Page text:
It's a passionate argument. Seattle Mayor Greg Nickels, harking back 20 years, is convinced Puget Sound needs a rail system even bigger than the one it's building. As chairman of the Sound Transit board, he's convinced a rail system will prepare the region for the day gasoline prices rocket out of control again.

Assuming humans cause global warming, Nickels thinks we'll have to start living and working closer together so we pollute less. "That's really going to be a necessity," he said. For the investment of $22.8 billion to expand Sound Transit's system, the economic payback "is very significant."

Not everyone is convinced. Critics of Proposition 1, as they did with last year's version of the plan, argue the new plan will cost too much for what it will produce. They say it will attract relatively few new riders to transit and result in small amounts of pollution reduction or congestion relief.

While backers predict vast amounts of new, pollution-free commuting capacity, "we're going to spend tens of billions of dollars for very little benefit," said Mark Baerwaldt, treasurer and spokesman for the campaign opposing Proposition 1.

Next Tuesday, voters in the urban areas of King, Pierce and Snohomish Counties will decide the fate of the ballot measure, a scaled-down version of one they heavily rejected a year ago but still costing them in higher sales taxes for at least 30 years.

The plan includes adding 34 miles of light-rail to Lynnwood, Federal Way and Redmond, expanding Sounder rail service between Seattle, Tacoma and Everett and addition of 100,000 hours of regional bus service. A key dispute between warring ballot campaigns has been costs and economic-benefits of the rail systems, centering on several core issues.

CONGESTION RELIEF

Backers of the measure say trains can carry more people, per paid operator, than buses, and that the number of trips will grow with population and if environmental rules restrict car driving. Sound Transit says each train car will seat 74 but the agency says each has a "comfortable" capacity of 150, or 300 in a two-car train which could carry 2,500 passengers an hour in direction running every 7 minutes at peak hour, as planned.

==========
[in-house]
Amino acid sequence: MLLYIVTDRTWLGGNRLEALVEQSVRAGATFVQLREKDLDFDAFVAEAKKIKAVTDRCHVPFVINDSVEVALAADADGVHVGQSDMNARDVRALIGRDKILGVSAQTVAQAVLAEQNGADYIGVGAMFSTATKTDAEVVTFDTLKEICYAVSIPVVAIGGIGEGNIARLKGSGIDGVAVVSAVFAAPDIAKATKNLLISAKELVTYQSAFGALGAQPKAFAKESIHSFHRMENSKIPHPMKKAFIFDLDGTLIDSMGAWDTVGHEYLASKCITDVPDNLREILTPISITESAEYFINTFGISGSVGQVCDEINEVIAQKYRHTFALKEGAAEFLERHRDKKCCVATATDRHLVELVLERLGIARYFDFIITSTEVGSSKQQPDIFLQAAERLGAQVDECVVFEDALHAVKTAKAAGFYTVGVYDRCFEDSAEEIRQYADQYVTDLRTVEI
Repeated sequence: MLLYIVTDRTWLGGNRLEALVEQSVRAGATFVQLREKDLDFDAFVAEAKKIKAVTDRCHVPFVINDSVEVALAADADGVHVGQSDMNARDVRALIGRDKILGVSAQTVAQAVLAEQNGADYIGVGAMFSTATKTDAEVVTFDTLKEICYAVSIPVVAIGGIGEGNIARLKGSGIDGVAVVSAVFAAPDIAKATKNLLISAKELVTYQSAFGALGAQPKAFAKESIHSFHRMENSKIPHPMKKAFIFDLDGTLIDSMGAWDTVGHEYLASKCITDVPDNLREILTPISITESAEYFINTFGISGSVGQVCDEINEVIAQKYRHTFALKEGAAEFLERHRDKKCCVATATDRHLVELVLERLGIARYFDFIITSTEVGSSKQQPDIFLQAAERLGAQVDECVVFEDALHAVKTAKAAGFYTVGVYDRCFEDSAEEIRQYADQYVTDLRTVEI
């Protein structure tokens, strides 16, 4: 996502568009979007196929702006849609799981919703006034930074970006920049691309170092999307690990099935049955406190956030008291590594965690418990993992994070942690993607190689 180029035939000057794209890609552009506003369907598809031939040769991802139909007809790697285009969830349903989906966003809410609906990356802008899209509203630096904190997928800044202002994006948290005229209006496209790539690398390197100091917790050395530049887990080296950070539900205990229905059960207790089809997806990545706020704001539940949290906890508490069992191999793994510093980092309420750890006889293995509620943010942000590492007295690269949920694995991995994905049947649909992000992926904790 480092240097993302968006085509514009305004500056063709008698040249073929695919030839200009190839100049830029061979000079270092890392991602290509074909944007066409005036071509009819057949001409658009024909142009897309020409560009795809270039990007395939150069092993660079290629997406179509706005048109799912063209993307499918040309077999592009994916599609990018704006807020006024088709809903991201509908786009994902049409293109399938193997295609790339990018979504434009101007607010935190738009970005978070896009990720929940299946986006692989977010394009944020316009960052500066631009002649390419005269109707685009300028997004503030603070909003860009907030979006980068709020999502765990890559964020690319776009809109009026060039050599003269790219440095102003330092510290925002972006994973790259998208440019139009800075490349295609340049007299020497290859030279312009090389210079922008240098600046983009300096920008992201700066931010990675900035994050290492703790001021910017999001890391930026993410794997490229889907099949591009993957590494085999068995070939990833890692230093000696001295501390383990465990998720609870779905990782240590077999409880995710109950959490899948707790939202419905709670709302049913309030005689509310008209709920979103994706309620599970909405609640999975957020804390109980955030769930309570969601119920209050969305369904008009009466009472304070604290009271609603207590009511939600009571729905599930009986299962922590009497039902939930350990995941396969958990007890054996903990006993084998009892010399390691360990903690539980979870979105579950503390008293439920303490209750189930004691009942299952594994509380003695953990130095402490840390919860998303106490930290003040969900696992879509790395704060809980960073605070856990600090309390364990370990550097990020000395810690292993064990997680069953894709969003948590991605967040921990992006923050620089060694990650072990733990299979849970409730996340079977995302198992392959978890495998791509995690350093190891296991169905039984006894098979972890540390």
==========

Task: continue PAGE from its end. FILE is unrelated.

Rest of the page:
A two-section, bendable bus, by comparison, can seat 64 and can comfortably carry 83, about 710 passengers per hour in each direction at 7-minute intervals. A highway lane can carry up to 2,200 individual cars per hour.

Sound Transit staffers say the total number of riders on its system, including the new ones, will rise to 358,000 a day by 2030 if the expansion is approved and completed. They forecast that while freeways become more crowded the light-rail rail system could carry 8,800 more rush-hour riders per hour northbound on I-5 at the Ship Canal and 3,300 per hour on the I-90 Bridge that year and can add riders over time.

A Sound Transit cost-benefit study predicts the full cost of the system expansion will be recovered within 10 years after it's completed, almost all of it in commute time saved by both rail and freeway travelers as riders shift from freeways to trains. A consultant's study estimated that most of the economic benefit is in time saved to commuters who take train trips and even drivers whose trips can be shortened if more travelers take trains instead of cars or trucks.

The study concludes the system would save a commuter, on average, just under 10 hours of travel time per year.

But the Washington Policy Center, a conservative think tank, said Sound Transit's own estimates show the expansion "would have no effect at reducing congestion." It said the regional transportation plan shows the region's traffic delay hours will more than double between now and 2030, meaning the expansion would shift just 0.4 percent of the vehicles off the highways onto Sound Transit's system by then.